<img src="https://d5nxst8fruw4z.cloudfront.net/atrk.gif?account=17qJn1QolK10bm" style="display:none" height="1" width="1" alt="">
blog.jpg

Consumer Goods Logistics Blog


What You Need to Know About Freight Consolidation Services

Published by Larry Catanzaro on April 19, 2018

When your product is ready to hit the road for delivery but your freight volume can’t justify the cost of a full truckload, what do you do? For many shippers, it comes down to choosing the lesser of two evils: ship via costly less-than-truckload (LTL) or wait to build a full truckload and risk missing retailer requested arrival dates (RAD). However, there is a third option: freight consolidation services (or “load consolidation services”) with a third-party logistics (3PL) provider, where your load “shares the ride” with others like yours. 

The basics of freight consolidation services

Let’s say you’re going to the airport at the same time as several of your neighbors. Does it make more sense for each of you to spend the money, time, and energy to drive there separately, or to share those expenditures by hiring a van to transport everyone? If the latter option seems like a no-brainer, then freight consolidation could become a go-to strategy for your supply chain. 

freight-consolidation-services

If your products are stored in a 3PL warehouse, ideally that 3PL will have a dense concentration of customers shipping to the same retailers as you. In this case, you can think of the 3PL shared warehouse as the neighborhood where your products lives alongside those of other companies. For orders destined for the same retail DC, the 3PL will consolidate the collective loads in to one truckload and head off to a pool distribution facility for last-mile delivery. You save money by splitting the costs instead of paying for LTL yourself; you save time by not waiting to build a full truckload; and you reduce carbon emissions by combining multiple shipments into one. 

Freight consolidation is also an option for companies whose products are not housed in a shared warehouse. In these cases, loads can be picked up en route and included in the consolidation program 

How loads are built

The 3PL typically receives orders electronically (e.g., EDI) and the information is fed in to the 3PL’s warehouse management (WMS) and transportation management systems (TMS). The Load Consolidation Manager will then match the order to other orders based on its destination, size, weight and other requirements (e.g., refrigerated or non-refrigerated) and create the load. A Traffic Manager will then assign drivers (if asset-based) or a for-hire carrier and schedule the load to ensure that the RAD date is met.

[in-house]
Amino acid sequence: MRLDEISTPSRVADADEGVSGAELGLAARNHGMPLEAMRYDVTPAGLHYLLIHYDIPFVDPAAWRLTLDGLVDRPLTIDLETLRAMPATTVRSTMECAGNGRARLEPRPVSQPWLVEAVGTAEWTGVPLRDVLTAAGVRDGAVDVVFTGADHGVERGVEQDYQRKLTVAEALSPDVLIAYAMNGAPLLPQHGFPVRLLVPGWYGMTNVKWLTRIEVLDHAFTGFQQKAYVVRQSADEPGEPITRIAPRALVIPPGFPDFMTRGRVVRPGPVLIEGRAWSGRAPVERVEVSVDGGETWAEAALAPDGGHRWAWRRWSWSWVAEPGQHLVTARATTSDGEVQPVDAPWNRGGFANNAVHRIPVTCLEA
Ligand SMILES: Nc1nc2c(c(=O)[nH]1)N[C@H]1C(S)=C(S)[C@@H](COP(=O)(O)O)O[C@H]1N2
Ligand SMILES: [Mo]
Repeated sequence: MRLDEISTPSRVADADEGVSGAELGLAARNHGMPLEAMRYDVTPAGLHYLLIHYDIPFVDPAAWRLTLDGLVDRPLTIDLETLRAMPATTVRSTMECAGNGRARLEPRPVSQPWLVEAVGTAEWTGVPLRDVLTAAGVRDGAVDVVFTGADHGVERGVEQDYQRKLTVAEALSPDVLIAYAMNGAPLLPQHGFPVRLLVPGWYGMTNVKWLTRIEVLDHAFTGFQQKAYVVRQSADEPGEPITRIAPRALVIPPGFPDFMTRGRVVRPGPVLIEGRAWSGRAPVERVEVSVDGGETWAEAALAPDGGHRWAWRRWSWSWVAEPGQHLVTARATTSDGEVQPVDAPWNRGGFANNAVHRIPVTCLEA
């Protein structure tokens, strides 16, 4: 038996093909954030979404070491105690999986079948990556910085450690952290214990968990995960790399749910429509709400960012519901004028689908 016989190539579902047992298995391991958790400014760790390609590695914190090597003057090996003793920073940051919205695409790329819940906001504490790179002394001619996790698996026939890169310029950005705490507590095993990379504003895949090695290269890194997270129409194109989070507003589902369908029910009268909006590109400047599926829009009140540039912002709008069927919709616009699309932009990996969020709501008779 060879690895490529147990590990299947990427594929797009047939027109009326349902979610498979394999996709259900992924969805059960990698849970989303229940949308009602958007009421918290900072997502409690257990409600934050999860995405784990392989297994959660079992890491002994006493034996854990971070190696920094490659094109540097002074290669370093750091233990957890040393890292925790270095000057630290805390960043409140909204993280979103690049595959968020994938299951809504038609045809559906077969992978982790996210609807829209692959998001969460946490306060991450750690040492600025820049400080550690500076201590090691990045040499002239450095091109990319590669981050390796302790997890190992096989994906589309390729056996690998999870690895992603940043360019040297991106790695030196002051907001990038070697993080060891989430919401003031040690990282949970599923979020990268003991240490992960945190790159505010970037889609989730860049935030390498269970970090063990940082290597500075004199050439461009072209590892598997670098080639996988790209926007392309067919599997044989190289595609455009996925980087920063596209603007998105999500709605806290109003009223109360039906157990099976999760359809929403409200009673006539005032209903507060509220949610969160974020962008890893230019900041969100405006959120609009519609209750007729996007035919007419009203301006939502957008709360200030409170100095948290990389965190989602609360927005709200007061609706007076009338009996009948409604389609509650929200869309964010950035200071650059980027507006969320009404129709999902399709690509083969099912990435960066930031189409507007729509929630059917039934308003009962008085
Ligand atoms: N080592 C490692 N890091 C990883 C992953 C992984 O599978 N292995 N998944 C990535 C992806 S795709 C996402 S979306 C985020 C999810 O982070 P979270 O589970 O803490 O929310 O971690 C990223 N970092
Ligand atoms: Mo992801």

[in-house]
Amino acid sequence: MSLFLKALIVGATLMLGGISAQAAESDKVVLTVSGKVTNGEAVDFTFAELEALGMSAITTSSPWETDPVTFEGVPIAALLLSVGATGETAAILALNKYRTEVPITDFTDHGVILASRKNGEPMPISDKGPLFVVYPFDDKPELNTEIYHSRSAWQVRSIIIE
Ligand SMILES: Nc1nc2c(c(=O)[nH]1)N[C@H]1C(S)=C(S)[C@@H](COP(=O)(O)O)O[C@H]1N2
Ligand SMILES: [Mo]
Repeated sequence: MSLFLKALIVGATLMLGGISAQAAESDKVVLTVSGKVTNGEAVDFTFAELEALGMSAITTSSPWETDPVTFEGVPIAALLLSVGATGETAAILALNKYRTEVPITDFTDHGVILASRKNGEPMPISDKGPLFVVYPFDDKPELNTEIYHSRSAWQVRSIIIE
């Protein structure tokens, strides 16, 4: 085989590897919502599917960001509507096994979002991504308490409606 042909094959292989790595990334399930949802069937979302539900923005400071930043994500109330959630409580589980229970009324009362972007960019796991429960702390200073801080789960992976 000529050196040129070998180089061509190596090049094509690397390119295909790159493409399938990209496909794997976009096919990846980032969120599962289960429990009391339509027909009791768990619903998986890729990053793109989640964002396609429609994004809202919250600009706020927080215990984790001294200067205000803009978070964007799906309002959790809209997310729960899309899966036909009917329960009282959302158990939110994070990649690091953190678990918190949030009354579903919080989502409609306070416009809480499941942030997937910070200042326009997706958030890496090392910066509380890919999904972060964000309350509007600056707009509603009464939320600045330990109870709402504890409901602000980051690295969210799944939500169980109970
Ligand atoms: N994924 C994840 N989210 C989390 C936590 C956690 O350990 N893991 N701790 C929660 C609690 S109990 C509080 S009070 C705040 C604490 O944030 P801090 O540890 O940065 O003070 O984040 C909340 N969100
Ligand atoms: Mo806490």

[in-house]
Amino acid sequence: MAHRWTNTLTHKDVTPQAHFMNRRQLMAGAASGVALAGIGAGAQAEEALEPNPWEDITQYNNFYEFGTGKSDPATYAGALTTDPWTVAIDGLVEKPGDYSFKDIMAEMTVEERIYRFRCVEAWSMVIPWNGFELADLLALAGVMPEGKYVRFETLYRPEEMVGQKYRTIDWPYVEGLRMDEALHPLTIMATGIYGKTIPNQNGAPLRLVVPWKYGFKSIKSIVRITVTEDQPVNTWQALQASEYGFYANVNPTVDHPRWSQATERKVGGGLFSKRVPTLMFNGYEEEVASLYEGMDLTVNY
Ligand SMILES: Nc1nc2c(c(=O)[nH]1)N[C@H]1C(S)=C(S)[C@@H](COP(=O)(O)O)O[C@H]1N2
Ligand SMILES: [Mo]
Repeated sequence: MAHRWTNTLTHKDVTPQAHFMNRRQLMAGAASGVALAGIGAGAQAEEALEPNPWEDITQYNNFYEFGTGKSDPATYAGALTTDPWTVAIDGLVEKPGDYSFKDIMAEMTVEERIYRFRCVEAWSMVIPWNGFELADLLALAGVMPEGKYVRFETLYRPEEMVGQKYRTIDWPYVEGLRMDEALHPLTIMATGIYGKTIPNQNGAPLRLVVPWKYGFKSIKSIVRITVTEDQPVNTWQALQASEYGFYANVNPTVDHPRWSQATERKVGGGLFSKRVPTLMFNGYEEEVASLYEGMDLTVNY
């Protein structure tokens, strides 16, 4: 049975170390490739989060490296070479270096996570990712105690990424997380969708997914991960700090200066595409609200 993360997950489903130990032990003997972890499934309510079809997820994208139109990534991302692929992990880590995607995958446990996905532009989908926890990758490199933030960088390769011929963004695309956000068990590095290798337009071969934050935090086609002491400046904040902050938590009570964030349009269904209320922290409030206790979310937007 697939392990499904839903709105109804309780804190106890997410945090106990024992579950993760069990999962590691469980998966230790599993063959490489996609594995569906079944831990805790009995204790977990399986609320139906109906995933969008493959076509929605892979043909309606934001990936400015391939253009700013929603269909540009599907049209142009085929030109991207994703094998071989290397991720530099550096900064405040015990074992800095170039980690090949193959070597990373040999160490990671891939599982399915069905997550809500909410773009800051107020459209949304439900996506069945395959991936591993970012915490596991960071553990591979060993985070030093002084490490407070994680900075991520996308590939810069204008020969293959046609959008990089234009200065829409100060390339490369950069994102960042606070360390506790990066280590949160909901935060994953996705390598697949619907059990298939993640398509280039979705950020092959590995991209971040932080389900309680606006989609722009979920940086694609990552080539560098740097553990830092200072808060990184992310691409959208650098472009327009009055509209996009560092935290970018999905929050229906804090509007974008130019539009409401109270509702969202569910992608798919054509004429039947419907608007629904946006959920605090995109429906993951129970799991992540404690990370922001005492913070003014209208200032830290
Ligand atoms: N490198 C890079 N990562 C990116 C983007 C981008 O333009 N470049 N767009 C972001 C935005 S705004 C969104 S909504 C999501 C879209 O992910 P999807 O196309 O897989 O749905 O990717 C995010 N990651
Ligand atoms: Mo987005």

The full truckload will then be transported to a pool distributor for last-mile delivery. In most instances, the load will head to the pool distribution center directly. Sometimes, however, if an order is big enough (typically over 8,000 pounds) there will be a stop-off at final delivery location on the way to the pool distributor. This results in additional cost savings for the shipper of the large order, as there are costs associated with the pool distribution service. 

Advantages of Freight Consolidation Services

In addition to the cost- and time-saving benefits referenced above, load consolidation has several additional benefits:

Optimal service levels. Many 3PLs live and breathe freight consolidation daily, enabling their associates to develop expertise on your products and routes, and to develop relationships with the pool providers that will be handling your last-mile delivery.

Fewer touches. With load consolidation, your product is only touched twice before it reaches its destination. Once by the 3PL and once by the pool provider. Conversely, an LTL shipment could involve multiple trucks – and thus multiple touches – during its journey which increases the opportunities for damage to occur.

Quicker delivery times. In addition to avoiding the time of building a full truckload yourself, you’ll experience quicker delivery times with freight consolidation services as there are typically no stop-offs (again, infrequently, there may be one for a very large order but only one; LTL will likely involve multiple stop-offs). A cross-country shipment, for instance, will typically take anywhere from 6-10 days with LTL but only 3 days using load consolidation. 

Sustainability. By sharing the ride and using one truck instead of multiple trucks separately, you reduce carbon emissions as well as congestion. 

Visibility into your order. 3PL systems (e.g., TMS and WMS) allow for real-time visibility into your order’s location and provide notifications for key events such as deliveries. 

Pricing simplicity. Instead of using complex algorithms to determine how much your LTL carrier will charge you, you can rely on simple straightforward pricing with the 3PL consolidating your load. The rates are based simply on miles traveled and the weight of your load. Whether you’re shipping paper clips or huge end cap displays, it’s easy to figure out what you’ll pay.

Kane Is Able Freight Consolidation Services

Based in the Northeast, KANE’s load consolidation program helps its customers cut retail distribution costs by over 20% compared to LTL. Our shared warehouses have a large number of consumer goods manufacturers that routinely share the ride to the same retailers you deliver to. To learn more about KANE’s freight consolidation services, contact us today

LTL-secrets-revealed-CTA

Filed under: Collaborative Distribution| 3PL Outsourcing| Freight Transportation